While Secret Headquarters looks surprisingly great and has two terrific lead performances, it suffers from a severe lack of identity and never truly knows what it wants to be.
Jerry Bruckheimer hasn’t fared well with family films. Kangaroo Jack was a critical and commercial failure, while G-Force, Prince of Persia: The Sands of Time, The Sorcerer’s Apprentice and The Lone Ranger have quickly been forgotten. Anything that isn’t Pirates of the Caribbean or National Treasure hasn’t worked for families (critically and commercially), and their latest attempt at starting a franchise, Secret Headquarters, also doesn’t work.
Initially slated for a theatrical release, Henry Joost and Ariel Schulman’s superhero/adventure film was relegated to Paramount+ earlier this summer, and one could see why. While some aspects of the movie are decent enough, the overall picture still has plenty of issues, starting with the sole fact that it has no idea what it wants to be. The plot is perhaps too predictable: fourteen-year-old Charlie Kincaid (Walker Scobell) wants to spend more time with his father (Owen Wilson), who is always away at work. However, what Charlie doesn’t know is that his dad is actually a superhero named The Guard, whose looks and flying suit are totally not robbed from Iron Man.
Charlie discovers that his father is The Guard when his friends accidentally reveal the superhero’s secret headquarters (the movie does a good job at delivering on its title), underneath his dad’s house. After messing around with some of The Guard’s technology, Argon Tactical CEO Ansel Argon (Michael Peña) picks up a signal coming from The Guard’s G-Mobile. He assembles a team of mercenaries to take down The Guard at his house and retrieve a McGuffin aptly named “The Source,” only for him to realize that he is fighting against a group of kids.
By then, you can probably guess where the movie is heading—Charlie making up for lost time with his father by teaming up with him to take down Ansel, for the inevitable ending when the two of them become a team, which sets up a sequel in the process. I’ve seen too many of these franchise-starting films to know exactly where it goes without even watching the whole thing. I knew right when Charlie discovers that his dad is The Guard that the film would end that way, and it did, without fault. But I don’t necessarily blame the movie for being too predictable—as most family films follow the same structure repeatedly. And it wouldn’t be as bad if everything else worked, but the film has a core problem that makes it stick out like a sore thumb.
Does it want to be a discount version of Iron Man? Or The Goonies meets G-Force? It’s never clear. Christopher L. Yost, Josh Koenigsberg, Joost, and Schulman’s script change genres and aesthetic inspirations all the time, that Secret Headquarters ultimately feels like a mesh of better movies cut together into the most uninspired attempt at franchise filmmaking possible. It doesn’t help that the film’s main attraction, the action scenes, aren’t that well choreographed and filled with poorly rendered VFX shots. There are a couple of superhero flourishes that work, but the film never fully leans into the “superhero” aspect of its premise and focuses too much on the kids fooling around with alien technology than trying to learn something about The Guard, or why Charlie’s father took on the mantle while he could’ve had a stable life with his family. It focuses on the wrong thing, which is the bad guys trying to retrieve the source and play a game of cat-and-mouse with the kids. Because of this, Secret Headquarters ultimately fails at being a piece of compelling entertainment, even if there are some aspects of it that are fine.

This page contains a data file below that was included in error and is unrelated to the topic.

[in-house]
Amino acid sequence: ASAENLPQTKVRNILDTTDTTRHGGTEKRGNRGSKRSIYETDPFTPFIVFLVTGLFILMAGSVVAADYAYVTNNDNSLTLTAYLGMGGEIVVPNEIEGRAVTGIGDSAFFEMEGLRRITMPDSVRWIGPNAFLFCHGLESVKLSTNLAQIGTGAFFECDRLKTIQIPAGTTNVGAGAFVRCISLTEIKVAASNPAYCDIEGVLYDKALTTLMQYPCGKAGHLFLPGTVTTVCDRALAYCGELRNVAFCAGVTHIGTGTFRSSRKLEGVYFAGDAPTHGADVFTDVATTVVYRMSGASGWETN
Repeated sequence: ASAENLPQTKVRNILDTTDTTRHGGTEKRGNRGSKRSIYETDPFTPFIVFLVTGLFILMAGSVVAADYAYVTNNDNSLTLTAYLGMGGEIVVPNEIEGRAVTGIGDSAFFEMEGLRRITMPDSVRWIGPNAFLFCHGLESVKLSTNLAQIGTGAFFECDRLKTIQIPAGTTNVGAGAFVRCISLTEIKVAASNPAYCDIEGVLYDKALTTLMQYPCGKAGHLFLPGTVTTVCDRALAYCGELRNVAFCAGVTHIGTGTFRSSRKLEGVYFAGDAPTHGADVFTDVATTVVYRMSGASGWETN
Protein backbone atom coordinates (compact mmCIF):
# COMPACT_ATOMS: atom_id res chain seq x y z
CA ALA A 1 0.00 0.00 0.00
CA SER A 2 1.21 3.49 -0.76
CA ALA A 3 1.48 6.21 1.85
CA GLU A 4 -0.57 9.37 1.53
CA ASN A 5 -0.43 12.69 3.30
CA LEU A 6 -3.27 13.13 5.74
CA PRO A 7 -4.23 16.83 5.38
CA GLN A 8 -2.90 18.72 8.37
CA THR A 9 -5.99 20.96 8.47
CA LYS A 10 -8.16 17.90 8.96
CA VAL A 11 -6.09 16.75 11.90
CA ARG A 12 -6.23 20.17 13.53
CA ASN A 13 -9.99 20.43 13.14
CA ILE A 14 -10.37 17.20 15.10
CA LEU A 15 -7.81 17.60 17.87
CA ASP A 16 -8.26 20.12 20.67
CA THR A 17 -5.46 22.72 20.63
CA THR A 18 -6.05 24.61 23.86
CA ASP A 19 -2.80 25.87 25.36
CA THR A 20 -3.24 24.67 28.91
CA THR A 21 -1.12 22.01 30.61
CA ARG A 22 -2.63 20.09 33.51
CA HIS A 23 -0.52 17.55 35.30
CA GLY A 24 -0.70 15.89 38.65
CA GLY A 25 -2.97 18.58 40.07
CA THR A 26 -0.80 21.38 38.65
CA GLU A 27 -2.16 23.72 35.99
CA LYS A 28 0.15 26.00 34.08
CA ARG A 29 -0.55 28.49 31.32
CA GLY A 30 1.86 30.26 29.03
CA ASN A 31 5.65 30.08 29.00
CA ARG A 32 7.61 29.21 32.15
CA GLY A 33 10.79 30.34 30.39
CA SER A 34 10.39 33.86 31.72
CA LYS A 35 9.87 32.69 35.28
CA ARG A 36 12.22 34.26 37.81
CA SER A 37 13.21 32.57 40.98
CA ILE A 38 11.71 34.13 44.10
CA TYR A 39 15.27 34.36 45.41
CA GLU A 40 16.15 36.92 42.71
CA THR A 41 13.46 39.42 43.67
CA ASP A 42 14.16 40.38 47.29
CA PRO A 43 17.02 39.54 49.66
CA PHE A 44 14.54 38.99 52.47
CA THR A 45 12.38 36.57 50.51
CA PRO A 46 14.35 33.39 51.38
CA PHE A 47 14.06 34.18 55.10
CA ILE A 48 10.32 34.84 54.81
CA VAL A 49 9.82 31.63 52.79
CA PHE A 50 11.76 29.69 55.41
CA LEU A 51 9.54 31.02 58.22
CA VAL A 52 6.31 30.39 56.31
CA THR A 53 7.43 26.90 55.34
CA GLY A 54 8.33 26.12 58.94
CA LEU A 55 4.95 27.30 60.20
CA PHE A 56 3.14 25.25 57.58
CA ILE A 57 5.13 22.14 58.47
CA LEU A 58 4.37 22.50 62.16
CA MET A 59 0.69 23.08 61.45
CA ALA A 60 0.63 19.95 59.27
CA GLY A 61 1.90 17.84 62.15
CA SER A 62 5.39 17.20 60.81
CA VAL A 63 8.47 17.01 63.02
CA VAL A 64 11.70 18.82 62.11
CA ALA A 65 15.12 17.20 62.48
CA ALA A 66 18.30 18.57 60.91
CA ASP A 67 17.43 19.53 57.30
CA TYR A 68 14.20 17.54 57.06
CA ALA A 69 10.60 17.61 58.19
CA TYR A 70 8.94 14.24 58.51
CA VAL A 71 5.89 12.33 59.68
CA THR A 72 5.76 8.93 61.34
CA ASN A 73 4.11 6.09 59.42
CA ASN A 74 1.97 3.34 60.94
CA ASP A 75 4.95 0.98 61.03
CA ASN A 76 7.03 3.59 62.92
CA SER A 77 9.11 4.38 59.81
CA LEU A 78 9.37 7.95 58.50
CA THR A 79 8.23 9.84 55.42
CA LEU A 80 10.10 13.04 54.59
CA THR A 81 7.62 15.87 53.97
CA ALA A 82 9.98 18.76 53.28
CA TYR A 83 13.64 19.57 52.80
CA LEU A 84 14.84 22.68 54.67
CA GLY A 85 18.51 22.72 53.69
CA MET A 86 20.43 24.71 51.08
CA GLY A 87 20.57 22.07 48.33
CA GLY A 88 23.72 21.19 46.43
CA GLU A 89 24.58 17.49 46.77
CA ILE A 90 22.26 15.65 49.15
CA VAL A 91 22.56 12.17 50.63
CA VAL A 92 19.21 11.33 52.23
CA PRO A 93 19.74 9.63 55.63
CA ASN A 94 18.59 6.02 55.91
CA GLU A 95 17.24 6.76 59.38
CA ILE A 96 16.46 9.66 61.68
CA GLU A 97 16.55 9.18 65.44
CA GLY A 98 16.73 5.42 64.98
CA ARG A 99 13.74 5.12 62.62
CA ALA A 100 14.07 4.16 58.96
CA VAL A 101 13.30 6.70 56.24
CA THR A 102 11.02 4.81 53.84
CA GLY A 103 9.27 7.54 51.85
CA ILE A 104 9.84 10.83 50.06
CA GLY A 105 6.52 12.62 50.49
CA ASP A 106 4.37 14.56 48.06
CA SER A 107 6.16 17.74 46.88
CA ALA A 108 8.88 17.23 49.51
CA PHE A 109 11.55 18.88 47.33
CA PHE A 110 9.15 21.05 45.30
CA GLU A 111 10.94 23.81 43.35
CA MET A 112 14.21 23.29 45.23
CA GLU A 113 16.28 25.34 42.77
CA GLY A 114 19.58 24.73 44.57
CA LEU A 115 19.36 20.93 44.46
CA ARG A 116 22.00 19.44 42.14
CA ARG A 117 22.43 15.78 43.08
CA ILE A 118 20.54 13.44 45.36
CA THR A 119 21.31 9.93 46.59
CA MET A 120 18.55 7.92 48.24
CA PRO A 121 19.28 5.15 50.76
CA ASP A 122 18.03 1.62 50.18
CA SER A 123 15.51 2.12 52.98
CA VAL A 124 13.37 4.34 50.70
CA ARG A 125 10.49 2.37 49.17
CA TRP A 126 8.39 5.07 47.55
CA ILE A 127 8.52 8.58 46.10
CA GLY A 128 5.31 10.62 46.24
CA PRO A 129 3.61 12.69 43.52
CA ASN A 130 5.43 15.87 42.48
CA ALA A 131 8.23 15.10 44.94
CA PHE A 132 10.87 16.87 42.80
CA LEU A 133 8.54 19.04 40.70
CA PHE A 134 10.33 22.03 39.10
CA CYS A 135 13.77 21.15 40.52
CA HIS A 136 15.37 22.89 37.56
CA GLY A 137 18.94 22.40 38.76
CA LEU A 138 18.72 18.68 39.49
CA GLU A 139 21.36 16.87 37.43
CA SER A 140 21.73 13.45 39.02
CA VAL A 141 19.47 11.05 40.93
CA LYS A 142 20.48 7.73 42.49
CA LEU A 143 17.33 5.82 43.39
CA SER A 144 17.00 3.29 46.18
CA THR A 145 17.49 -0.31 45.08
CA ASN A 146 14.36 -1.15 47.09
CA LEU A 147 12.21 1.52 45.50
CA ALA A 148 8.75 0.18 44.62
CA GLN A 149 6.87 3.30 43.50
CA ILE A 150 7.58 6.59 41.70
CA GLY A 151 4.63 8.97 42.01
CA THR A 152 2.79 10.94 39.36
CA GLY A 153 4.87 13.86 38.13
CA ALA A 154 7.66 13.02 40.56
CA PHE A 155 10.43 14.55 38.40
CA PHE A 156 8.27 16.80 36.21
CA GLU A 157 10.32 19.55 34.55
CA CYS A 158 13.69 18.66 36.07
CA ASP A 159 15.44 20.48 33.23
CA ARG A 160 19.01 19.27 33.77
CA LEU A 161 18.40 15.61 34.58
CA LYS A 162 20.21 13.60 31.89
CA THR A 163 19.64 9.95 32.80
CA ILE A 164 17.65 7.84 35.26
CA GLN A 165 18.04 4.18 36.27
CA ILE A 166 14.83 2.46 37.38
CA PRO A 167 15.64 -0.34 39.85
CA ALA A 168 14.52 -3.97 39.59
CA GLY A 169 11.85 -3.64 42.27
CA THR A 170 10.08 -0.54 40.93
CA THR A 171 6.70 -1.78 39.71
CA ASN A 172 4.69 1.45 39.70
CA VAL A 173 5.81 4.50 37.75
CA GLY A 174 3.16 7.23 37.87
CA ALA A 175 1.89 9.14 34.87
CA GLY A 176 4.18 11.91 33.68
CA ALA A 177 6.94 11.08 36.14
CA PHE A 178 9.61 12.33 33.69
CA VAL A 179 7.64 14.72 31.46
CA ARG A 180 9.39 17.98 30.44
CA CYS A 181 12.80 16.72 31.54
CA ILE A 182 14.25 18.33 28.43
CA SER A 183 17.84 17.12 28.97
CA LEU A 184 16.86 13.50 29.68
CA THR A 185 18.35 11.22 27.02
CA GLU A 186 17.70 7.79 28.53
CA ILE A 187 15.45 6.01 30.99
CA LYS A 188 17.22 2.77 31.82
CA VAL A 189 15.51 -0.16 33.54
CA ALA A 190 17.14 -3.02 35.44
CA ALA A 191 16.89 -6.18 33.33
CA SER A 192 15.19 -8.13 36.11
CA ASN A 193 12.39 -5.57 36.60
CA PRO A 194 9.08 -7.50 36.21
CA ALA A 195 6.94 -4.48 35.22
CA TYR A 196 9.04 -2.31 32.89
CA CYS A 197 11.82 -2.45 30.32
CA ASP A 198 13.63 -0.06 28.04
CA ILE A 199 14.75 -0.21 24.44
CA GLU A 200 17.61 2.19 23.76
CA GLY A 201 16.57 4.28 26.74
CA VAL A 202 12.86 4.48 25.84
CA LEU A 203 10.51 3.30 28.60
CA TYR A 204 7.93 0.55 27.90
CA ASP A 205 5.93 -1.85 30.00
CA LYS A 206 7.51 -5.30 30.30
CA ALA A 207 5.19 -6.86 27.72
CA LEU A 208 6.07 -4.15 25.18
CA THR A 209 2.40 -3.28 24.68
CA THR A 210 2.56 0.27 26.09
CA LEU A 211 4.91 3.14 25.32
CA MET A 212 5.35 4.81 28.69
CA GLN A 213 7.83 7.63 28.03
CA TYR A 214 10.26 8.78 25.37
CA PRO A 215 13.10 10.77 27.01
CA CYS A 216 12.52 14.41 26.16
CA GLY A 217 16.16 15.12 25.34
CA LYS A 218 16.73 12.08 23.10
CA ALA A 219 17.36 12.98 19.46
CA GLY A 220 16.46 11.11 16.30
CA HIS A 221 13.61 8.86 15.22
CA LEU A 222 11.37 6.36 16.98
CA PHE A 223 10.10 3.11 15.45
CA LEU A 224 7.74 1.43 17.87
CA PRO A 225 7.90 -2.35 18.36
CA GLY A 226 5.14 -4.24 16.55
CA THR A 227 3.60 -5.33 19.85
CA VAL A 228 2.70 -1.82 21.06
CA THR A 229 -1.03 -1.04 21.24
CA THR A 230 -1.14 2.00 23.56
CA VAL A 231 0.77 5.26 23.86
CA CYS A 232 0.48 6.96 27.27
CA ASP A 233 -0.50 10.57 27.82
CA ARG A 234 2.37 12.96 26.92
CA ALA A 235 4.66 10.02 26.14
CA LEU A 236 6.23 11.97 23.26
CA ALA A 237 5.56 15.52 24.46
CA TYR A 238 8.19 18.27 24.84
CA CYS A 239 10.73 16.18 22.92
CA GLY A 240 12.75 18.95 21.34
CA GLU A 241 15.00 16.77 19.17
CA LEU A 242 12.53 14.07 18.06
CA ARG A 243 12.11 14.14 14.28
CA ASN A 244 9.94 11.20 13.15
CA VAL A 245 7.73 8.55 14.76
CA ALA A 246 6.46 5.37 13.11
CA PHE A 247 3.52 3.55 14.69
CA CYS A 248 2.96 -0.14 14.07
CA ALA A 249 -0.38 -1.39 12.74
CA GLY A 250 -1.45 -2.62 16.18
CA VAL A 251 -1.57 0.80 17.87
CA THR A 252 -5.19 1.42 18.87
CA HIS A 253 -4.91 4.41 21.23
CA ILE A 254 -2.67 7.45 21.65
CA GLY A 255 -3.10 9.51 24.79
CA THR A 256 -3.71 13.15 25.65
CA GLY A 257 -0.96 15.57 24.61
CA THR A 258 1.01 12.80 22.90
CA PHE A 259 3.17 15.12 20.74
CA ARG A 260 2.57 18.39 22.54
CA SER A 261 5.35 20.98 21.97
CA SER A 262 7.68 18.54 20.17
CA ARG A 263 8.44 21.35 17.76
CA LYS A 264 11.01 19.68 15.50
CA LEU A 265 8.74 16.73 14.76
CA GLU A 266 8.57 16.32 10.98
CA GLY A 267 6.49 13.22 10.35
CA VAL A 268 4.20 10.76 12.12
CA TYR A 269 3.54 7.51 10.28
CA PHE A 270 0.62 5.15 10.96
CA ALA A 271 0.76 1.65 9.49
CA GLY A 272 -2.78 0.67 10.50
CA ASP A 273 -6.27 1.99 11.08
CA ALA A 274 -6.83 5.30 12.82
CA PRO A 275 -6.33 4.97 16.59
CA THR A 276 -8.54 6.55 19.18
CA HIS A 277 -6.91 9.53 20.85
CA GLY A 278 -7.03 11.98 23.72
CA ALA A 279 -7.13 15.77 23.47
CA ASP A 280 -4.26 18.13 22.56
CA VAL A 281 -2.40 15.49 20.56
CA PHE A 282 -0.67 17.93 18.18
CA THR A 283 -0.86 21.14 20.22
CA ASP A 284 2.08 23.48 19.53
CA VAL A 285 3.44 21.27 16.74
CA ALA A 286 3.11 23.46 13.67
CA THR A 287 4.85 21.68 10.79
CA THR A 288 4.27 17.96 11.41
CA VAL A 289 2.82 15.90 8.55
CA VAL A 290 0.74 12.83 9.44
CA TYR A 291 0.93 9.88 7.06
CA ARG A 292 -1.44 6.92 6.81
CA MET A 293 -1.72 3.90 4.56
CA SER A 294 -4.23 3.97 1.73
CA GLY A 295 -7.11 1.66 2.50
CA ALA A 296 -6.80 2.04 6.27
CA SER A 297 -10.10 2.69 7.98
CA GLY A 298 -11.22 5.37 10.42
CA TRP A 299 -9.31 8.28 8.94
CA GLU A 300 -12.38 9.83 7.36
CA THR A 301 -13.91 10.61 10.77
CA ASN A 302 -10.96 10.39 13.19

For instance, cinematographer Larry Fong can make any movie look good and works his magic here. It isn’t his best work, sure, but he gives the film much-needed visual geography for its uninspired action scenes to look somewhat decent. He uses a lot of crash zooms here, and they are all terrifically exciting (and effective!). The trailers don’t do his work justice, but Fong has continuously proved why he’s one of the best (if not the best) cinematographers working today. I’m confident that he could make the worst movie of all time look like a work of art. That’s how talented he is.
And the chemistry between Walker Scobell, Owen Wilson, and the other child actors (Keith L. Williams, Momona Tamada, Abby James Witherspoon and Kezii Curtis) is on top form. Scobell adds another great performance to his resume, after previously starring in The Adam Project last March with Ryan Reynolds, and now ready to become the next Percy Jackson on Disney+. He’s got a bright career ahead of him, and after seeing this movie, he will do a great job as Percy Jackson for sure. Wilson is billed as the film’s top star, but leaves the picture for a good 45 minutes, and the dynamic between the different kids and Ansel starts to take form. Wilson and Peña do a decent job with the material they’re given, but they’re not as fun to watch as Scobell and his child counterparts.
The kids are the real stars of Secret Headquarters, even if the movie itself doesn’t know what it wants to be. And while it is decently shot and acted, it’s not a movie that I (or anyone watching) will remember that they’ve seen in their lifetimes. Yes, it sets up a sequel near the end, but let’s be honest here: will it ever see the light of day? If we look at the Jerry Bruckheimer track record for potential family-friendly adventure franchises, there’s a good chance that Secret Headquarters will be the first and last installment of the series.
Secret Headquarters is now streaming on Paramount+.